Migrant deaths between San Diego and Tijuana are up

SAN DIEGO (Border Report) — The number of migrant deaths along the Tijuana-San Diego border this year is just one shy of what it was for all of 2022 as more migrants are choosing to take dangerous routes into the U.S., the Mexican National Institute of Migration said.

David Pérez Tejada, director of the institute, said 38 migrants have died already this year while attempting to cross the border unlawfully in the San Diego Sector.

He added that in all of last year, the figure was 39.

“They cross in the ocean, deserts and mountains. It’s very risky for families and individuals because they could drown, fall and suffer serious injuries, which happen in many cases,” he said.

A spokesperson with U.S. Customs and Border Protection says their figures show the number of migrant deaths so far this year is 35.

Tijuana launches program urging migrants not to scale border barrier

Migrant advocates north of the border say the number is way too low.

Pedro Rios is the director of the American Friends Service Committee. (Salvador Rivera/Border Report)
Pedro Rios is the director of the American Friends Service Committee. (Salvador Rivera/Border Report)

“These numbers probably don’t reflect the real numbers,” said Pedro Rios, director of the American Friends Service Committee. “I know many people who die but aren’t found when they die. This is not only here in San Diego County but also in other border states.”

El Paso shelters filling up with unsponsored migrants

Rios says part of the blame lies on the CBP One app, which is promoted as the best way for migrants to get an appointment to cross the border at a port of entry but has seen migrants grow tired and desperate when those appointments don’t materialize fast enough.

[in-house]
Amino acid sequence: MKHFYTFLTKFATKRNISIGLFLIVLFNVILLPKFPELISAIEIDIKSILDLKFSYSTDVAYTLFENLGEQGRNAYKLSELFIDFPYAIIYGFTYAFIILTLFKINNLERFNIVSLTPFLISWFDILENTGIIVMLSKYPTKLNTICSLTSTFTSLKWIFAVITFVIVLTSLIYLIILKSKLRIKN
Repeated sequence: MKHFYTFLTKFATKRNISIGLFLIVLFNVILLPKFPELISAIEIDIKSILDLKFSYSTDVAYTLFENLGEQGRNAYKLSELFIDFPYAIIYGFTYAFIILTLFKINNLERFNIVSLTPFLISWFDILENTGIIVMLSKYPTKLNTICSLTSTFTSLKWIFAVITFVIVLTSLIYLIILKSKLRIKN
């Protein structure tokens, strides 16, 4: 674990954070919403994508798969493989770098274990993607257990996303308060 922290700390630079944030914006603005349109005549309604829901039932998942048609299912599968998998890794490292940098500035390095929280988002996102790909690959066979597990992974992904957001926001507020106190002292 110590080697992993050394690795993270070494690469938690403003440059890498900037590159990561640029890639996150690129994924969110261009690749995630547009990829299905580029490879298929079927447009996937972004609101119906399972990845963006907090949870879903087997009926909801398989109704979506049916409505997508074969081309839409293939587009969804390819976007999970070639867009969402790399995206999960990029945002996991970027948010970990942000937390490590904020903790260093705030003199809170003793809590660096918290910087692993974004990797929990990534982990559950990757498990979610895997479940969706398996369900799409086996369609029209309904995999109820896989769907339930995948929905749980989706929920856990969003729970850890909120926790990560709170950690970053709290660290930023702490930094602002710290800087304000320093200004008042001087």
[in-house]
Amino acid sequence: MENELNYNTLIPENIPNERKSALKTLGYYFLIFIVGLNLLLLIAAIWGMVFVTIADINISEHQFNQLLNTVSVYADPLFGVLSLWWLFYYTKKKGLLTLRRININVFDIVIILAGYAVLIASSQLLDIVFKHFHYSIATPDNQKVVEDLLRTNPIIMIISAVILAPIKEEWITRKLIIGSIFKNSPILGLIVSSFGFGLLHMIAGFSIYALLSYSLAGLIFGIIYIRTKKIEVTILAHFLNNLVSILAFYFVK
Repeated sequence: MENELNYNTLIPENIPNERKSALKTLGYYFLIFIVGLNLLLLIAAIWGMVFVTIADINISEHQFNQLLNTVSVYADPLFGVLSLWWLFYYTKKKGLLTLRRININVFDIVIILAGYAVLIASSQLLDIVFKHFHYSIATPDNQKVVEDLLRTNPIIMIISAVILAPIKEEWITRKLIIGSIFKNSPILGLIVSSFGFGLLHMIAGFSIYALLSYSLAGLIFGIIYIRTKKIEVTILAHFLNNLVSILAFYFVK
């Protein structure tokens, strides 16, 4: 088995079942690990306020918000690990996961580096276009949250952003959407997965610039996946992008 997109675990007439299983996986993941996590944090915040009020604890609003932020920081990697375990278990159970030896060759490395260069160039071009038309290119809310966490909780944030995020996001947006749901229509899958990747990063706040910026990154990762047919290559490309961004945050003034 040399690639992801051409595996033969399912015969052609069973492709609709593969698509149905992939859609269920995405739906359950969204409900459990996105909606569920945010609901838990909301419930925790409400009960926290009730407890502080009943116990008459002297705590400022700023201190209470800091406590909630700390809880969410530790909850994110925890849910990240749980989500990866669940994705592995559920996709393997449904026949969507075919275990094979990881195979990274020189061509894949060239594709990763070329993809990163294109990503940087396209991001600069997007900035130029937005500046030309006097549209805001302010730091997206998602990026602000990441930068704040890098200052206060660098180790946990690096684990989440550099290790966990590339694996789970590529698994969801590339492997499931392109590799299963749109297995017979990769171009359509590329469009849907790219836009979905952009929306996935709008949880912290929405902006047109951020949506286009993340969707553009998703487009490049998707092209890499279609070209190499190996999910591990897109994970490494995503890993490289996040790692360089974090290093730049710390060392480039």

“President Biden was trying to promote it as a way for people to seek asylum in a safe way, but we know that’s not the case and, unfortunately, that creates greater desperation and frustration amongst migrants,” he said.

Sexual violence rife against migrant women

Rios stated this leads migrants to take risks.

“A lot of the anti-asylum measures push migrants trying to cross into the U.S. through very treacherous ways whether it’s mountains or deserts or climbing a 30-foot border wall where the risk of dying is very high,”

Rios believes the U.S., Mexico and other countries could easily make things safer for migrants.

Visit the BorderReport.com homepage for the latest exclusive stories and breaking news about issues along the United States-Mexico border

“Both the U.S. and Mexican governments and all the other governments need to center their policies on immigration around human rights. Until we address those things, you’re going to continue to see a high number of people that are dying in their attempt to cross into the U.S. for a better life.”

For the latest news, weather, sports, and streaming video, head to FOX 5 San Diego.